What would you do

(14 Posts)
No2palmoil Thu 13-Dec-18 07:57:04

My dog is 16 he is very placid loving boy but he is losing it completely in every other respect. He can barely be walked now due to sore joints he can't get off his lead as I suspect he is going blind and definitely hard of hearing now. The biggest problem is that he is getting incontinent pees and poos in the house daily it's utterly depressing for everyone. What's worse is that I have a toddler and just walking baby so I constantly have hygiene worries.

The vet says it's dementia and doggy Prozac is about all that he can get to keep him from getting to agitated but she offered to put him to sleep when ever we are ready.

OP’s posts: |
IthinkIsawahairbrushbackthere Thu 13-Dec-18 08:07:27

I've not been in your position with an elderly incontinent dog and small children. When my two old terriers reached the end 20 years or so ago they both chose to stay in their favourite spot in the kitchen which was easy to clean and I didn't allow the toddlers in the kitchen anyway. So my position wasn't quite the same as yours.

I always felt that as long as the dog was happy and enjoying his food then he could stay. That has always been my yardstick if you like.

But if I was in your position I would be hoping that the decision would be taken out of my hands - that he would go off his food or obviously be in distress. But he is sixteen and clearly has known love throughout his life. Perhaps it is kinder to let him go now before his back end gives way or he suffers a stroke.

I am no help whatsoever. Sorry.

BiteyShark Thu 13-Dec-18 08:42:00

If it was me I would hope I do the following.

1. Go to the vets and check that they can't improve his quality of life. You have already done this and by the sounds of it there isn't much that can be done although I probably would take the medication to make his last days better.

2. I would make a plan to spoil him rotten especially over Christmas.

3. I would then, having had a lovely time of spoiling him, arrange to PTS as his quality of life is more endurance than joy.

That is what I would hope I would do but honestly without being in your shoes I have no idea how hard it is flowers

Yokohamajojo Thu 13-Dec-18 09:08:37

My PILs just had their lovely girl PTS with the same symptoms and also 16 years old. They just didn't think she had any quality of life left as she had also started to soil herself indoors. Sometimes you have to think of what's best for the animal. I feel for you it's a very tough decision and very sad. flowers

adaline Thu 13-Dec-18 09:41:17

I'm so sorry flowers

Unfortunately, I think that dogs that are in pain with their joints and who can't control their bowels can't have much quality of life left in them, sadly.

Whether you PTS now or risk waiting until the New Year (so you can have one last Christmas with her) is entirely your decision. Although there is always the risk that she will deteriorate further before then and the situation will be out of your hands.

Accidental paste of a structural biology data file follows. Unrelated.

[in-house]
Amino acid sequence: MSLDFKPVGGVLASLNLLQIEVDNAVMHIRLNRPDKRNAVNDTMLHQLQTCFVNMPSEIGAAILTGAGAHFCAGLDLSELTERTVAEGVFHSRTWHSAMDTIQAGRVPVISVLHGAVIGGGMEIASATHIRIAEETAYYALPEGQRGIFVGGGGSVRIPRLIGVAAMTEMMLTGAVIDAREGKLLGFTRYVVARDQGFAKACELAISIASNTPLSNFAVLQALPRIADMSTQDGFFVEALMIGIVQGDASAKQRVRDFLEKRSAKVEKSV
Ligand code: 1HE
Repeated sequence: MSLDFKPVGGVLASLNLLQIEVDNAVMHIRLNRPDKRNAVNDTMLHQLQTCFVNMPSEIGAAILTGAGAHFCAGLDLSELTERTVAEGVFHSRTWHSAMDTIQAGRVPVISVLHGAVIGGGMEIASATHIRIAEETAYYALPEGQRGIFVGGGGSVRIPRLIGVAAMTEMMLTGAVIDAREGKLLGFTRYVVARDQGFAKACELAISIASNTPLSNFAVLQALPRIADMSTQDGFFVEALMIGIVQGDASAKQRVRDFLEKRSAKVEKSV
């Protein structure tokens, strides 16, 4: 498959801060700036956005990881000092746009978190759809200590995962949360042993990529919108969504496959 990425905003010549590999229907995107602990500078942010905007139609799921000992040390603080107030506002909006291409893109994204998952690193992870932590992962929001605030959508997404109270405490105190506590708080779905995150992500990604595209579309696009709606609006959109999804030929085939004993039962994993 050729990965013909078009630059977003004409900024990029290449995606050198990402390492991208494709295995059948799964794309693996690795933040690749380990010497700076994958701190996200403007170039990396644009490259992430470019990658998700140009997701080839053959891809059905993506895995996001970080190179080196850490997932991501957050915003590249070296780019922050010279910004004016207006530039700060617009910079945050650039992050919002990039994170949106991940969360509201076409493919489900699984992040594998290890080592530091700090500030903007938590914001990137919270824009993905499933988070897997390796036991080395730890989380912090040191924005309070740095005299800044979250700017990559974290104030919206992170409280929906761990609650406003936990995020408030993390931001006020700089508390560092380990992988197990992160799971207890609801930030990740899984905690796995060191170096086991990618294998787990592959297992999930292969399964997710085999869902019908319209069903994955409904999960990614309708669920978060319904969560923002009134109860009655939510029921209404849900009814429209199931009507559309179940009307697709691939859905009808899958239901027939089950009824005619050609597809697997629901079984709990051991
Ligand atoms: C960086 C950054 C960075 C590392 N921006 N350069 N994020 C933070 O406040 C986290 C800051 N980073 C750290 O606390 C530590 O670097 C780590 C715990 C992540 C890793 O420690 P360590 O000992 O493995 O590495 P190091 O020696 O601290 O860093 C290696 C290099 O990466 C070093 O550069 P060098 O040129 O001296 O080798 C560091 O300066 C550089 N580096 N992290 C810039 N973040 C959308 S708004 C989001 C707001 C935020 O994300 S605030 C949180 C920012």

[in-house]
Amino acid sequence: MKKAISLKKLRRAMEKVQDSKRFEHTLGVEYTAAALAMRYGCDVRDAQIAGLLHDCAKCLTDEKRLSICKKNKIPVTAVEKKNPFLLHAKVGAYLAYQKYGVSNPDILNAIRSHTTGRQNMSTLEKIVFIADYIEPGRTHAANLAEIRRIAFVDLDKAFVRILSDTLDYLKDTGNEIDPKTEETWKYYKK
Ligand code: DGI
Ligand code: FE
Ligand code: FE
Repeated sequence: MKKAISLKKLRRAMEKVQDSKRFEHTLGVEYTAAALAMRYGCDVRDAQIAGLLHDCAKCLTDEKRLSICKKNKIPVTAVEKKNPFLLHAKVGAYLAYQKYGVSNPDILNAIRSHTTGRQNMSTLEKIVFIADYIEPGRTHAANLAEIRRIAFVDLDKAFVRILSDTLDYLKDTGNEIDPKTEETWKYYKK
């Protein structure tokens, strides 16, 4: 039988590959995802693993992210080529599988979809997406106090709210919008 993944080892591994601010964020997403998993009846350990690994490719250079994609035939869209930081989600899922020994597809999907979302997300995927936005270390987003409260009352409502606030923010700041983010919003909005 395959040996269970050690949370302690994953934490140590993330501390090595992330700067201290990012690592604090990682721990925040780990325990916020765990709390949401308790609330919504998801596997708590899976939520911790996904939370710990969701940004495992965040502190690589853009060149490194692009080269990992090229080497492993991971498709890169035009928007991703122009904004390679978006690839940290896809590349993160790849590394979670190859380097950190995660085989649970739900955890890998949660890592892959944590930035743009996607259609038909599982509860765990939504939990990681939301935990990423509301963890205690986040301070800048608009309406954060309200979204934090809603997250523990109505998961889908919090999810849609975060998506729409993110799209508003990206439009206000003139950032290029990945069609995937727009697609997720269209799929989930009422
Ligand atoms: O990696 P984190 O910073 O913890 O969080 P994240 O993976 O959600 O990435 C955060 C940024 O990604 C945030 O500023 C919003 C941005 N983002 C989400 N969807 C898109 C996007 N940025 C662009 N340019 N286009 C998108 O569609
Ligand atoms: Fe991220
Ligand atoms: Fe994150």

Hugs - this is the day I absolutely dread coming flowers

tabulahrasa Thu 13-Dec-18 10:09:30

If your vet says they’re willing to PTS... IME that means they’re of the opinion that quality of life isn’t great, but they’re waiting for you to reach the same conclusion...

Lucisky Thu 13-Dec-18 11:14:19

I would think it's time to let your dog go tbh. There is nothing worse than an old dog deteriorating suddenly, and then you have that awful rush to the vets with a seriously ill dog. It has happened to me in the middle of the night, not something I would want to go through again. Of course, you could just let nature take its course, but from what you have said re the soiling, this would not be practical or kind. Your dog deserves some dignity. There is no dignity in being incontinent, in pain, and nearly blind and deaf.
It's a horrible decision, I know.


pigsDOfly Thu 13-Dec-18 13:41:26

Agree with all the above.

I'm very much in the quality of life, over quantity camp though, because for a dog quality of life is all that makes their lives worth living.

It does sound like your dog has lost his quality of life. It he were my dog I'd be letting him go. So sorry you're having to make this decision. flowers

Chanelprincess Thu 13-Dec-18 17:45:00

Loxicom made a huge difference to my boy's joints when he reached age 20 so I'd say it's definitely worth a try - a half dose every other day allowed him to exercise for around two hours and feel comfortable. We trained him to use pads in the house very quickly so he didn't need to struggle to get outside quickly (he wasn't incontinent). His failing sight and hearing didn't seem to bother him and his quality of life was excellent. That said, we never left him alone and adapted our home to ensure he could move around safely.

Lucisky Thu 13-Dec-18 18:54:12

@Chanelprincess- that's an amazing age! What breed?

Chanelprincess Thu 13-Dec-18 19:08:55

Australian Cattle Dog, so not really all that elderly for his breed. I understand they often reach mid-twenties.

Lucisky Thu 13-Dec-18 19:22:09

@Chanelprincess I didn't know that. How amazing. I would have given anything to have my dear departed dogs of yore last that long. Sadly 15 is the oldest they've got to.

Chanelprincess Thu 13-Dec-18 19:42:00

Lucisky They're extremely tough dogs with dingo in their bloodline and they like to stay very fit and active. If you're ready for the challenge of an ACD, I'd be more than happy to recommend a good breeder smile. I'd never made it beyond 14.5 years with other breeds so I do feel very, very lucky. There's something very special about being able to care for a dear, elderly dog.

KeepCalm Thu 13-Dec-18 20:38:24

Our wee lady was 16.5yrs when we said goodbye in October. Heartbreaking but completely the right decision for us.

Wishing you peace and strength with whatever path you choose thanks

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